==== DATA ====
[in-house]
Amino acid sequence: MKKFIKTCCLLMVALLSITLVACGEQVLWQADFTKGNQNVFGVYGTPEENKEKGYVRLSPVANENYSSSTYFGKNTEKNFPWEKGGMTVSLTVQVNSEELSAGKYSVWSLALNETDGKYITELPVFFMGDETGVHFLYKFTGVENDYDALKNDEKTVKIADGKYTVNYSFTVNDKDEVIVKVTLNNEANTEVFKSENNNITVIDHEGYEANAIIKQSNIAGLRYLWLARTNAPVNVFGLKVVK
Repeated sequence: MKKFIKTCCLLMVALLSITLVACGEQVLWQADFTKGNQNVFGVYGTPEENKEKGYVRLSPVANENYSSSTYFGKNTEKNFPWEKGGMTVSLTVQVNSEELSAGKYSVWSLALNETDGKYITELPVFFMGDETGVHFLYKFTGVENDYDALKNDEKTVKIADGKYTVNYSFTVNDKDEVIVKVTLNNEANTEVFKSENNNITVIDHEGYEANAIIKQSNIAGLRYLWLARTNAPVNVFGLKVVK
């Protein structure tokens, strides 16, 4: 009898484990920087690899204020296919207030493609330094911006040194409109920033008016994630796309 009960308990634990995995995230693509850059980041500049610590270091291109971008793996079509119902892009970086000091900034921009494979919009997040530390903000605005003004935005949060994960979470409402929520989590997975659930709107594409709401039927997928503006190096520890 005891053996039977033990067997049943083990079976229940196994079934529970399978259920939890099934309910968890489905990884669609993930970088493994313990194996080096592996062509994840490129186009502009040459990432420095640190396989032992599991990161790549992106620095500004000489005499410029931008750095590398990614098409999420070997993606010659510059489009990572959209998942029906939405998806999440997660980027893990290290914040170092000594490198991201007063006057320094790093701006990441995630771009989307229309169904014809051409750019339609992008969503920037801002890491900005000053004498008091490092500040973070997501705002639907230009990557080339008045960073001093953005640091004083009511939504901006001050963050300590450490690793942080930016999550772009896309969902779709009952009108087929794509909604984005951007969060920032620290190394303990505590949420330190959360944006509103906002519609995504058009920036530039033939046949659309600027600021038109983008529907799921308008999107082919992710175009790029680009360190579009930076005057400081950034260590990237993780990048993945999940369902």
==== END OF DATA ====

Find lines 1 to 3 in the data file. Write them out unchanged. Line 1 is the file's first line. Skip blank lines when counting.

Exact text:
[in-house]
Amino acid sequence: MKKFIKTCCLLMVALLSITLVACGEQVLWQADFTKGNQNVFGVYGTPEENKEKGYVRLSPVANENYSSSTYFGKNTEKNFPWEKGGMTVSLTVQVNSEELSAGKYSVWSLALNETDGKYITELPVFFMGDETGVHFLYKFTGVENDYDALKNDEKTVKIADGKYTVNYSFTVNDKDEVIVKVTLNNEANTEVFKSENNNITVIDHEGYEANAIIKQSNIAGLRYLWLARTNAPVNVFGLKVVK
Repeated sequence: MKKFIKTCCLLMVALLSITLVACGEQVLWQADFTKGNQNVFGVYGTPEENKEKGYVRLSPVANENYSSSTYFGKNTEKNFPWEKGGMTVSLTVQVNSEELSAGKYSVWSLALNETDGKYITELPVFFMGDETGVHFLYKFTGVENDYDALKNDEKTVKIADGKYTVNYSFTVNDKDEVIVKVTLNNEANTEVFKSENNNITVIDHEGYEANAIIKQSNIAGLRYLWLARTNAPVNVFGLKVVK